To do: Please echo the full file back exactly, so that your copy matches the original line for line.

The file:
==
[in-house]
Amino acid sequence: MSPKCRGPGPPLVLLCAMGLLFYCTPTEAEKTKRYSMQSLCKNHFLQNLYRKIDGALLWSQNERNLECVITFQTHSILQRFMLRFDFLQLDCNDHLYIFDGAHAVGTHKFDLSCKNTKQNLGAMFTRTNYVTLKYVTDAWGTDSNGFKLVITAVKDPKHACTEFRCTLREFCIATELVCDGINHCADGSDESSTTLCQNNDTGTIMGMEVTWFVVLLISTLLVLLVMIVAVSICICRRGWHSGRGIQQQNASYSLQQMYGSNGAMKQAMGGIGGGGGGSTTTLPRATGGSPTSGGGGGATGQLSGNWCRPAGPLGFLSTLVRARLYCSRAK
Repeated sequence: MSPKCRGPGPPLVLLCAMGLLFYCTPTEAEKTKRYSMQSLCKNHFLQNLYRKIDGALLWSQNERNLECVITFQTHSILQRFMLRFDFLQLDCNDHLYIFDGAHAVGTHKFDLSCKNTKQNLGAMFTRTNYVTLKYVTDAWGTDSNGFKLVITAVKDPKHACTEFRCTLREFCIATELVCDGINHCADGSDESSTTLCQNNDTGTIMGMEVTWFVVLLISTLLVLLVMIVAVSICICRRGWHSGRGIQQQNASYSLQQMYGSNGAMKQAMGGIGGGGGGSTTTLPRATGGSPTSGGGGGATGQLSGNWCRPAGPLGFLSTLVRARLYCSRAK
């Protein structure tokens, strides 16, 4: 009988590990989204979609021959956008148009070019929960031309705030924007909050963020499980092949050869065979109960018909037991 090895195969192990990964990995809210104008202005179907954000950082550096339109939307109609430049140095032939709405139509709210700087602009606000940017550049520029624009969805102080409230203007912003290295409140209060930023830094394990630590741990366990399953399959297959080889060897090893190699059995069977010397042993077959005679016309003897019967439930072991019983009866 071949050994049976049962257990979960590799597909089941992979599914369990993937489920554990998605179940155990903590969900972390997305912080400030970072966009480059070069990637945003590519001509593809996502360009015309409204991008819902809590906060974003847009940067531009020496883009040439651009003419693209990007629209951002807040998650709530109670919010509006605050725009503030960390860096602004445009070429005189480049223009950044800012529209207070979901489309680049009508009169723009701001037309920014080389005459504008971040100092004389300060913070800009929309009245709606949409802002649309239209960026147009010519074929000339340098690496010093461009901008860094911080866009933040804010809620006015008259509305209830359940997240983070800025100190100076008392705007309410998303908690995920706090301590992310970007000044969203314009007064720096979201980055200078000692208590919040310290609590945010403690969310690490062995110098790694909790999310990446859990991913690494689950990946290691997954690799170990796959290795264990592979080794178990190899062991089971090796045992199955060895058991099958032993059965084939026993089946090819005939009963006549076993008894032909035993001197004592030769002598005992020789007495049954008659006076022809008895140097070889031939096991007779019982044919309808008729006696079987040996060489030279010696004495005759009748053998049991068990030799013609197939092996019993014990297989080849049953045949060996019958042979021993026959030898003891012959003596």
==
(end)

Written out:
[in-house]
Amino acid sequence: MSPKCRGPGPPLVLLCAMGLLFYCTPTEAEKTKRYSMQSLCKNHFLQNLYRKIDGALLWSQNERNLECVITFQTHSILQRFMLRFDFLQLDCNDHLYIFDGAHAVGTHKFDLSCKNTKQNLGAMFTRTNYVTLKYVTDAWGTDSNGFKLVITAVKDPKHACTEFRCTLREFCIATELVCDGINHCADGSDESSTTLCQNNDTGTIMGMEVTWFVVLLISTLLVLLVMIVAVSICICRRGWHSGRGIQQQNASYSLQQMYGSNGAMKQAMGGIGGGGGGSTTTLPRATGGSPTSGGGGGATGQLSGNWCRPAGPLGFLSTLVRARLYCSRAK
Repeated sequence: MSPKCRGPGPPLVLLCAMGLLFYCTPTEAEKTKRYSMQSLCKNHFLQNLYRKIDGALLWSQNERNLECVITFQTHSILQRFMLRFDFLQLDCNDHLYIFDGAHAVGTHKFDLSCKNTKQNLGAMFTRTNYVTLKYVTDAWGTDSNGFKLVITAVKDPKHACTEFRCTLREFCIATELVCDGINHCADGSDESSTTLCQNNDTGTIMGMEVTWFVVLLISTLLVLLVMIVAVSICICRRGWHSGRGIQQQNASYSLQQMYGSNGAMKQAMGGIGGGGGGSTTTLPRATGGSPTSGGGGGATGQLSGNWCRPAGPLGFLSTLVRARLYCSRAK
């Protein structure tokens, strides 16, 4: 009988590990989204979609021959956008148009070019929960031309705030924007909050963020499980092949050869065979109960018909037991 090895195969192990990964990995809210104008202005179907954000950082550096339109939307109609430049140095032939709405139509709210700087602009606000940017550049520029624009969805102080409230203007912003290295409140209060930023830094394990630590741990366990399953399959297959080889060897090893190699059995069977010397042993077959005679016309003897019967439930072991019983009866 071949050994049976049962257990979960590799597909089941992979599914369990993937489920554990998605179940155990903590969900972390997305912080400030970072966009480059070069990637945003590519001509593809996502360009015309409204991008819902809590906060974003847009940067531009020496883009040439651009003419693209990007629209951002807040998650709530109670919010509006605050725009503030960390860096602004445009070429005189480049223009950044800012529209207070979901489309680049009508009169723009701001037309920014080389005459504008971040100092004389300060913070800009929309009245709606949409802002649309239209960026147009010519074929000339340098690496010093461009901008860094911080866009933040804010809620006015008259509305209830359940997240983070800025100190100076008392705007309410998303908690995920706090301590992310970007000044969203314009007064720096979201980055200078000692208590919040310290609590945010403690969310690490062995110098790694909790999310990446859990991913690494689950990946290691997954690799170990796959290795264990592979080794178990190899062991089971090796045992199955060895058991099958032993059965084939026993089946090819005939009963006549076993008894032909035993001197004592030769002598005992020789007495049954008659006076022809008895140097070889031939096991007779019982044919309808008729006696079987040996060489030279010696004495005759009748053998049991068990030799013609197939092996019993014990297989080849049953045949060996019958042979021993026959030898003891012959003596």